Welcome to the Department of Biochemistry at Boston University School of Medicine.

This is an exciting place to be! We are a diverse group of faculty members working on fundamental molecular, cellular, and genetic processes, and how these are altered in human disease. Our department is ranked among the top Biochemistry departments nationally in terms of NIH funding, and we have a long history of making path-breaking contributions to key areas of biochemistry and molecular biology. We will soon be changing the name of our department in recognition of the expanded scope of our research endeavors, which now encompass cell biology, genetics, and genomics, in addition to biochemistry.

Perhaps our most important resource are the people in our department, including faculty, postdoctoral fellows, students, and staff. We work in an intellectually vibrant and intensely collegial environment characterized by extensive interactions within the department and with other basic science and clinical departments at the medical school. We are committed to the education of our graduate, medical and dental students, and to the principles of diversity and inclusiveness.

I would like to summarize some of the exciting, new developments in our department.


One key to maintaining a rich and varied intellectual landscape has been our success in faculty recruitment. Since I began as Chair, we have recruited eight outstanding, new faculty members to join our department, including Drs. Xaralabos (Bob) Varelas, Valentina Perissi, Mikel Garcia-Marcos, Brigitte Ritter, Daniel Cifuentes, Alla Grishok, Nelson Lau, and Andrew Emili.

Drs. Cifuentes, Grishok and Lau have established a new focus on RNA biology in the department, and they have introduced four new model organisms: zebrafish, C. elegans, Drosophila, and Xenopus.

Dr. Emili, who is jointly appointed in the Departments of Biochemistry and Biology, is heading a new Center for Network Systems Biology (CNSB). This university center, housed in Biochemistry departmental space, will employ sophisticated mass spectrometry techniques to study protein interaction networks. The expertise of this center, combined with existing departmental strengths in analysis of glycans and posttranslational modifications, positions the department as a leader in biomedical mass spectrometry.


Our department aims to tap into the intellectually rich and translationally important areas of genetics and genomics by the hiring of several new faculty members during the next several years. In collaboration with the Genome Science Institute (GSI) at BUSM, we will be recruiting at all levels (Assistant, Associate, Full Professors) in areas including, but not limited to, chromatin structure and function, epigenetics/epigenomics, metabolic regulation, control of gene expression, DNA damage and repair, stem cells and development, and cancer genomics.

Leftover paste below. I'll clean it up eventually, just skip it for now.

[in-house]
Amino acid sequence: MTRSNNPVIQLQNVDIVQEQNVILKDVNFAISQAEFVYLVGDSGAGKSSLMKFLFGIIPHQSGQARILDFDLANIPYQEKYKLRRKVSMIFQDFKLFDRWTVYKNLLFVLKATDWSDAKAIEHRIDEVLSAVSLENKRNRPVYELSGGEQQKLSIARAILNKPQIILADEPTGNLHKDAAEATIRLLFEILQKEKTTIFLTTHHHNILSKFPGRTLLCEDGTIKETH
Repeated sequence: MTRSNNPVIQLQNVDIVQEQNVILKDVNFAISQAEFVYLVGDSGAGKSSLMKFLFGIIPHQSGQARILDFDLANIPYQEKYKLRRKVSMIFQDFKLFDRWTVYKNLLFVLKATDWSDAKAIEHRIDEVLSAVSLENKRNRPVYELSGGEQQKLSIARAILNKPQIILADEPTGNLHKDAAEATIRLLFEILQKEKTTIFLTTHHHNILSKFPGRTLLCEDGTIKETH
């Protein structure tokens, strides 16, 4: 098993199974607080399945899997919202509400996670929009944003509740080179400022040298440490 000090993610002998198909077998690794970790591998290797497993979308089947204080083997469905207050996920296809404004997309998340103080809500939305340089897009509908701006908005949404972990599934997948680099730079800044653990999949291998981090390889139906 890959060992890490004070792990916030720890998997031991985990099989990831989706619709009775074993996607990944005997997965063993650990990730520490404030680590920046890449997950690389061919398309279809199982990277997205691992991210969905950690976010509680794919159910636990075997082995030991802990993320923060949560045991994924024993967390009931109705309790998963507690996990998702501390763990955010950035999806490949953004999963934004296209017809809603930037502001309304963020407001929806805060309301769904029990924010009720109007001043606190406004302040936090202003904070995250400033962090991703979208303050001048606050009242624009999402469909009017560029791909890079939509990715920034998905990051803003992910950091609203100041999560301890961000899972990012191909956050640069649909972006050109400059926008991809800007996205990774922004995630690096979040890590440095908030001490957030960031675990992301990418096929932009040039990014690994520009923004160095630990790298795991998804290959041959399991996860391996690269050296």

In 2010, we completed renovation of three floors (approx. 30,000 sq. ft.) of departmental space in the Silvio Conte Medical Research Building (“K Bldg.”). The renovations (approx. $2 million/floor) involved creation of modern, open lab spaces and meeting areas, as well as replacement of major infrastructural elements. The north wing of K4 was renovated for Drs. Grishok and Cifuentes in 2015-2016, including construction of a fully-equipped zebrafish vivarium for Dr. Cifuentes. In 2017, the north wing of K3 was renovated to create space for Dr. Emili’s Center for Network Systems Biology. Altogether, a total of 35,000 sq. ft. of space have been renovated since 2010.


A number of other activities have been launched during the past several years, among which are the following:

  • Creation of several new, department-wide events, including (1) a biweekly In-House Research Seminar, which provides students, postdoctoral fellows and other trainees with experience in public speaking; (2) a monthly “Chalk Talk” series, which provides an opportunity for faculty to share scientific ideas and obtain input from colleagues; (3) Annual departmental retreats; (4) a biweekly Happy Hour, with rotating faculty hosts. The department also continues to a host weekly seminar series featuring speakers from within and outside the university.
  • Major endowment gift. The Department of Biochemistry received a generous endowment gift from the family of a BUSM alumnus. This donation is being used to support new departmental initiatives with a direct impact on our students and faculty.
  • New equipment and core facilities. Our objective is to provide department members with access to cutting-edge scientific equipment to further their research. We have been able to purchase (1) a Bio-Rad ProteOn XPR36 surface plasmon resonance (SPR) instrument for detecting protein-protein and protein-ligand interactions; (2) a Li-Cor Odyssey Infrared Imaging System for quantitation of Western blots; and (3) an additional real-time PCR system (Applied Biosystems ViiA, with 384-well plate capacity); (4) a state-of-the-art, Zeiss LSM 880 laser scanning confocal microscope with Airyscan.


This is an incredibly exciting time in biomedical research, with the advent of major insights into the workings of living organisms, fueled by the application of powerful, new technologies, and the possibility of developing molecular cures for devastating human diseases. Please join us on our journey of scientific discovery in the Department of Biochemistry at Boston University School of Medicine!

David A. Harris, MD, PhD
Chair of Biochemistry
September, 2017